WHEN the former state Labor government announced its Affordable Housing Strategy in 2007 it said the role of bring-forward development areas would be to place supply pressure on demand to flatten prices.
However the two planning ministers to oversee the policy - Paul Lucas and Stirling Hinchliffe - did not require that developers who benefited by having their projects approved under the scheme, deliver lots to market within timeframes to guarantee that outcome.
The best Mr Lucas could offer was that he would crack down on any developer he thought was delaying land release but did not provide detail of that process.
For his part, Mr Hinchliffe said in reference to Caloundra South that the Urban Land Development Authority would "devise a plan to ensure land in this area is able to be brought to market as soon as possible".
Caloundra South - 21,000 lots and 50,000 population - and Palmview - 7500 lots and 15,000 people - were key pins in the State Government's Housing Affordability strategy.
Palmview, an Investa development, already has approval for the development of more than 800 lots in the first stage.
But state manager Bruce Harper has ruled out any progress in bringing them to market until sales in the company's Bellflower development are exhausted.
Investa and associated landowners signed an infrastructure agreement with council which they no longer want to keep.
They have been spooked by what council and ratepayer groups fear are the far less onerous conditions applied to Stockland.
Council has estimated the shortfall may cost ratepayers between $360 million and $560 million.
Mayor Mark Jamieson is still to explain the detail of discussions he and planning director Warren Bunker had on the matter with LNP Planning Minister Jeff Seeney two weeks ago.
Industry sources estimate Stockland and Investa now control 80% of the future residential land stock inventory on the Sunshine Coast.
Since 2002 Stockland has secured approval for 3996 residential lots here of which only 1720 or 43% have been sold.
Ben Simpson, Stockland's project director for Caloundra South, said the progress release of lots in line with customer demand, ensured it could adequately supply the infrastructure needed for the community as it grows.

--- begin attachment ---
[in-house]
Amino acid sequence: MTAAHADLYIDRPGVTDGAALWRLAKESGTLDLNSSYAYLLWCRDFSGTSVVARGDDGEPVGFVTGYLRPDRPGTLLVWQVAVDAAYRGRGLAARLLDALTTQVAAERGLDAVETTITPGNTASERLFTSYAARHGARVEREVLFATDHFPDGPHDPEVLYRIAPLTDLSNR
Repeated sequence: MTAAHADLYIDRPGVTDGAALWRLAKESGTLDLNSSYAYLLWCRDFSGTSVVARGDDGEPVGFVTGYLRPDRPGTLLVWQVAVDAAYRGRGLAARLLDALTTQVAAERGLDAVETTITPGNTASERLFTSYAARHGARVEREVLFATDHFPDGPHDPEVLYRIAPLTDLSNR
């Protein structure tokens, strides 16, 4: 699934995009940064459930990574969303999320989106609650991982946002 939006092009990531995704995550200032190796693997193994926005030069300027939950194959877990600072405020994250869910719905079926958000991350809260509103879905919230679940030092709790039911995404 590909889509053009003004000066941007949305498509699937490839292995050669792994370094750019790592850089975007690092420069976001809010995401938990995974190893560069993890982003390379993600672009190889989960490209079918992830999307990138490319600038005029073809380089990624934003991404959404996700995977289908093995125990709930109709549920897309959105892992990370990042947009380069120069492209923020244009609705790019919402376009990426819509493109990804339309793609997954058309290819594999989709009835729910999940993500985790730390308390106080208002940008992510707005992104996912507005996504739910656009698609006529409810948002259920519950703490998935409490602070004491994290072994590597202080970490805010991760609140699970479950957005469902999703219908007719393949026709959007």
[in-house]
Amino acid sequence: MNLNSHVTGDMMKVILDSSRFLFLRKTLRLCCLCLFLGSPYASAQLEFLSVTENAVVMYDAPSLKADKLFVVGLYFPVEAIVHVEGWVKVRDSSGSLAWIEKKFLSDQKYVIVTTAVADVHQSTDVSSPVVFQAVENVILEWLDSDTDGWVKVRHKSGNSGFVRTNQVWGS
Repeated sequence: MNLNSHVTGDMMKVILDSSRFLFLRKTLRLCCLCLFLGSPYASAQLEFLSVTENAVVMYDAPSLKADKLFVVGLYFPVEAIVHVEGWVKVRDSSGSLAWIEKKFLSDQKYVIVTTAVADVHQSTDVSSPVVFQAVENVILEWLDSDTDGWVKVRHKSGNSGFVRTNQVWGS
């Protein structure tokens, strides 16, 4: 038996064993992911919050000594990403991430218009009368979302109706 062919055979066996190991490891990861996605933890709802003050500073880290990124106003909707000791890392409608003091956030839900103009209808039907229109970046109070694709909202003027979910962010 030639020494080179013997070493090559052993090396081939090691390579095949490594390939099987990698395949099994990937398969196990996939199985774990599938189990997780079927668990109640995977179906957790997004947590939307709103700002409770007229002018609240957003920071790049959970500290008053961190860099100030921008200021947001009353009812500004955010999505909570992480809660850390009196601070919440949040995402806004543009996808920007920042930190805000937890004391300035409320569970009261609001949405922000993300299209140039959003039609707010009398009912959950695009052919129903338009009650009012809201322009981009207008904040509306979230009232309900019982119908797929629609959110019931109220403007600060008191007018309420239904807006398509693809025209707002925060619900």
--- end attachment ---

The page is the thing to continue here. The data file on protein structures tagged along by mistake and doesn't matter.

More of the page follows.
"The early release stage of Caloundra South, Bells Reach has proven extremely successful and has exceeded our expectations," he said. "Following project approval in September 2011, we have sold more than 90 lots and finalised settlement for over 60 of these since we entered the market in early 2012."
Stockland's June 2012 report shows that only 60, or 8%, of the 732 lots in the $138 million Bells Reach (Bellvista stage two) development, the land for which the company bought in 2004, have been sold.
Another 2004 purchase, the $443m Brightwater project, has seen only 49% or 744 of its 1519 lots sold to date.
In 2004 Stockland also purchased land for the $448m Birtinya Island development of which only 183 (22%) of 830 lots have sold, the $167m Kawana Business Village of which 52 (48%) of 167 lots have sold, the $74m Lake Kawana development which has sold 137 (99%) of 138 lots and Lake Doonella, a $68m project of which only 87 (39%) of 224 lots have been sold.
Its 2002 purchase, the $94m The Boardwalk has cleared 187 (95%) of its 197 lots while the $56m Woodgrove at Beerwah was a low-cost housing success that saw 298 lots (98%) of the 304 lots available sell quickly.
Mr Simpson said that 70% of the 60 purchasers to settle contracts on the low-cost John Mainwaring-designed house and land packages at Bells Reach had been local buyers.
He said company surveys had shown that buyers were drawn to the affordable house and land packages which started at $205,000.
Industry sources who spoke to the Daily said they feared the dominant hold Stockland and Investa had over the region's future residential land inventory would allow them to artificially control prices by dribbling lots onto the market at significant impact to first-home buyers. That would be an outcome completely at odds with the stated intention of the previous government.
"It's all about share price and balance sheet," one source said.
Stockland announced last week a 35% decline in statutory profit but said underlying profit - down 7% or $50.2 million on the 2011 financial year - was a better guide to performance.
It does not break out Sunshine Coast figures but its residential business, while down 15%, settled on a record 5388 lots for the year.
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